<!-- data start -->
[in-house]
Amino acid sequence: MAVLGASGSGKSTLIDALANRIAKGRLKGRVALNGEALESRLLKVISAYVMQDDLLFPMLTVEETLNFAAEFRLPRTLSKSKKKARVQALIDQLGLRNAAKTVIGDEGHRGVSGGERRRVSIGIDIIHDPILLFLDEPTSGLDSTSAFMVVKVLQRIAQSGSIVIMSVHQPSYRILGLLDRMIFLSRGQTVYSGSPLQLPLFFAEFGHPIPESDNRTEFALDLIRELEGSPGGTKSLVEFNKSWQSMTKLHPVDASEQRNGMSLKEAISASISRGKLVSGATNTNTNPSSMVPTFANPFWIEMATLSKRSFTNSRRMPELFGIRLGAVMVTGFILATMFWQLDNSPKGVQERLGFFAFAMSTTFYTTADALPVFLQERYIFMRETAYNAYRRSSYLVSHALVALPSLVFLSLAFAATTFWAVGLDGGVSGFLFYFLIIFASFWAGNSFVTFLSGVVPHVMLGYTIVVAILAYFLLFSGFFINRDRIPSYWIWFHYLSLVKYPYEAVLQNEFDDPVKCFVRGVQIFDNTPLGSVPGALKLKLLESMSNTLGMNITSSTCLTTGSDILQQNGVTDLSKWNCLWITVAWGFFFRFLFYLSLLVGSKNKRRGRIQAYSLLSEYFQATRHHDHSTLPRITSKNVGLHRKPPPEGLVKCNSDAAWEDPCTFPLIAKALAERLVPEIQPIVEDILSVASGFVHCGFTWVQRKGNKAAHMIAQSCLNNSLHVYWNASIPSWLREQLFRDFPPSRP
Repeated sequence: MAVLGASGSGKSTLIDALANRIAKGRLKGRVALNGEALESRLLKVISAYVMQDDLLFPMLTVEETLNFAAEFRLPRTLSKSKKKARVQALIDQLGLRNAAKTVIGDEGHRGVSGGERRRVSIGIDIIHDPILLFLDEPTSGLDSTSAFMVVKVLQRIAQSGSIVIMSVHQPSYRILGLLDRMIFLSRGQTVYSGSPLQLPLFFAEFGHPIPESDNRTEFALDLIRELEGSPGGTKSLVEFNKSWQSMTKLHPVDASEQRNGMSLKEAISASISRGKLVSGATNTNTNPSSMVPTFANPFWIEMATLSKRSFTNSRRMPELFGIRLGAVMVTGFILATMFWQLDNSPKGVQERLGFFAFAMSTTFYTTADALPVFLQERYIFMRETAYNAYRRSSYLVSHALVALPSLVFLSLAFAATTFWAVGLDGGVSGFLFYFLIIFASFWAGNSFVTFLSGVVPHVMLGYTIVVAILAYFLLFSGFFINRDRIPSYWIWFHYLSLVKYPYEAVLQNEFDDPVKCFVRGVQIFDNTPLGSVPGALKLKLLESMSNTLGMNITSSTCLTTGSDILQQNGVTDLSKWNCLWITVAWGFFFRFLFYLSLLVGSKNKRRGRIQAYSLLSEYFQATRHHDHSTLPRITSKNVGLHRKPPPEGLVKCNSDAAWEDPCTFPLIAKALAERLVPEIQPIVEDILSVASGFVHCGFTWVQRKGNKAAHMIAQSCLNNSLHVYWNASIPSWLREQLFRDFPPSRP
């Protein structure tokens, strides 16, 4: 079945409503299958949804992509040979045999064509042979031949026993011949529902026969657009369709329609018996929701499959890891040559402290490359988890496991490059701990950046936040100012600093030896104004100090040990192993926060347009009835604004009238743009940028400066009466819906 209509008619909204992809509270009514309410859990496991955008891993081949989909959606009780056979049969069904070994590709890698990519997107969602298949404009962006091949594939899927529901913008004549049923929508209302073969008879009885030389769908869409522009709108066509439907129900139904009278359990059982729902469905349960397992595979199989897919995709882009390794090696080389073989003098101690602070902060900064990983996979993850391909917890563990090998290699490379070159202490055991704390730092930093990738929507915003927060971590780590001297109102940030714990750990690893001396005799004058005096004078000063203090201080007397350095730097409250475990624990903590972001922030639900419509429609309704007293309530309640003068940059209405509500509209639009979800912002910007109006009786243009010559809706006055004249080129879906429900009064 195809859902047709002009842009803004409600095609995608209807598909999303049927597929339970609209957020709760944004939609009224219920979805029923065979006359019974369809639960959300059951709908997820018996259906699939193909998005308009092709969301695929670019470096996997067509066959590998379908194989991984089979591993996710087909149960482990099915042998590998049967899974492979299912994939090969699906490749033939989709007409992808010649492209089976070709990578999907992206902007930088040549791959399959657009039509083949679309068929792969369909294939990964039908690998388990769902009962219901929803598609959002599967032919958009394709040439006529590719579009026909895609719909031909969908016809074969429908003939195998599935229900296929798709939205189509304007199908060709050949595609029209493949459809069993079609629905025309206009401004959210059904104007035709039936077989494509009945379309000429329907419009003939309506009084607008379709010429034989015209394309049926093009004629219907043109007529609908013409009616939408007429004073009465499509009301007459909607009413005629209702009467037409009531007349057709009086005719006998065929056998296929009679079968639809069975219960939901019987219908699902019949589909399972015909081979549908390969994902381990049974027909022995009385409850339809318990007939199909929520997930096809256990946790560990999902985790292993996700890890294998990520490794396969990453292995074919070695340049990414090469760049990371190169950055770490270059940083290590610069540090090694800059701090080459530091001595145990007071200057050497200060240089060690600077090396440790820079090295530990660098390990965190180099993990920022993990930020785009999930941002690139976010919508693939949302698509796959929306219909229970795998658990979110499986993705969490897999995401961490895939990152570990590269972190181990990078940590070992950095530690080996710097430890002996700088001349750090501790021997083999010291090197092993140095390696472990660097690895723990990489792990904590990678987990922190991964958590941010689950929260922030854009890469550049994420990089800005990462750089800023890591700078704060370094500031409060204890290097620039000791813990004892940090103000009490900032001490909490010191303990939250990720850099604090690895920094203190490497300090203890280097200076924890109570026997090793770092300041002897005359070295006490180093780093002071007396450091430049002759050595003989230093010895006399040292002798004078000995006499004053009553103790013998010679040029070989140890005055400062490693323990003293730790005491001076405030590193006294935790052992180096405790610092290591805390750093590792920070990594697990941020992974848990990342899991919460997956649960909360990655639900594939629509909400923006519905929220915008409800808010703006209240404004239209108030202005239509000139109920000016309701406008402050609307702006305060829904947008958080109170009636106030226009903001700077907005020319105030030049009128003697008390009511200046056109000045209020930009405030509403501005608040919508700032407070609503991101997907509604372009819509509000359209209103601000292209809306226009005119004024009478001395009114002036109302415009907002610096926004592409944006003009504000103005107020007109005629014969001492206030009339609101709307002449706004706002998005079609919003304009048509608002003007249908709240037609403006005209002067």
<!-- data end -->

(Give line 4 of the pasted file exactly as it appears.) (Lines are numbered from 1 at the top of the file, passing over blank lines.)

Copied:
């Protein structure tokens, strides 16, 4: 079945409503299958949804992509040979045999064509042979031949026993011949529902026969657009369709329609018996929701499959890891040559402290490359988890496991490059701990950046936040100012600093030896104004100090040990192993926060347009009835604004009238743009940028400066009466819906 209509008619909204992809509270009514309410859990496991955008891993081949989909959606009780056979049969069904070994590709890698990519997107969602298949404009962006091949594939899927529901913008004549049923929508209302073969008879009885030389769908869409522009709108066509439907129900139904009278359990059982729902469905349960397992595979199989897919995709882009390794090696080389073989003098101690602070902060900064990983996979993850391909917890563990090998290699490379070159202490055991704390730092930093990738929507915003927060971590780590001297109102940030714990750990690893001396005799004058005096004078000063203090201080007397350095730097409250475990624990903590972001922030639900419509429609309704007293309530309640003068940059209405509500509209639009979800912002910007109006009786243009010559809706006055004249080129879906429900009064 195809859902047709002009842009803004409600095609995608209807598909999303049927597929339970609209957020709760944004939609009224219920979805029923065979006359019974369809639960959300059951709908997820018996259906699939193909998005308009092709969301695929670019470096996997067509066959590998379908194989991984089979591993996710087909149960482990099915042998590998049967899974492979299912994939090969699906490749033939989709007409992808010649492209089976070709990578999907992206902007930088040549791959399959657009039509083949679309068929792969369909294939990964039908690998388990769902009962219901929803598609959002599967032919958009394709040439006529590719579009026909895609719909031909969908016809074969429908003939195998599935229900296929798709939205189509304007199908060709050949595609029209493949459809069993079609629905025309206009401004959210059904104007035709039936077989494509009945379309000429329907419009003939309506009084607008379709010429034989015209394309049926093009004629219907043109007529609908013409009616939408007429004073009465499509009301007459909607009413005629209702009467037409009531007349057709009086005719006998065929056998296929009679079968639809069975219960939901019987219908699902019949589909399972015909081979549908390969994902381990049974027909022995009385409850339809318990007939199909929520997930096809256990946790560990999902985790292993996700890890294998990520490794396969990453292995074919070695340049990414090469760049990371190169950055770490270059940083290590610069540090090694800059701090080459530091001595145990007071200057050497200060240089060690600077090396440790820079090295530990660098390990965190180099993990920022993990930020785009999930941002690139976010919508693939949302698509796959929306219909229970795998658990979110499986993705969490897999995401961490895939990152570990590269972190181990990078940590070992950095530690080996710097430890002996700088001349750090501790021997083999010291090197092993140095390696472990660097690895723990990489792990904590990678987990922190991964958590941010689950929260922030854009890469550049994420990089800005990462750089800023890591700078704060370094500031409060204890290097620039000791813990004892940090103000009490900032001490909490010191303990939250990720850099604090690895920094203190490497300090203890280097200076924890109570026997090793770092300041002897005359070295006490180093780093002071007396450091430049002759050595003989230093010895006399040292002798004078000995006499004053009553103790013998010679040029070989140890005055400062490693323990003293730790005491001076405030590193006294935790052992180096405790610092290591805390750093590792920070990594697990941020992974848990990342899991919460997956649960909360990655639900594939629509909400923006519905929220915008409800808010703006209240404004239209108030202005239509000139109920000016309701406008402050609307702006305060829904947008958080109170009636106030226009903001700077907005020319105030030049009128003697008390009511200046056109000045209020930009405030509403501005608040919508700032407070609503991101997907509604372009819509509000359209209103601000292209809306226009005119004024009478001395009114002036109302415009907002610096926004592409944006003009504000103005107020007109005629014969001492206030009339609101709307002449706004706002998005079609919003304009048509608002003007249908709240037609403006005209002067």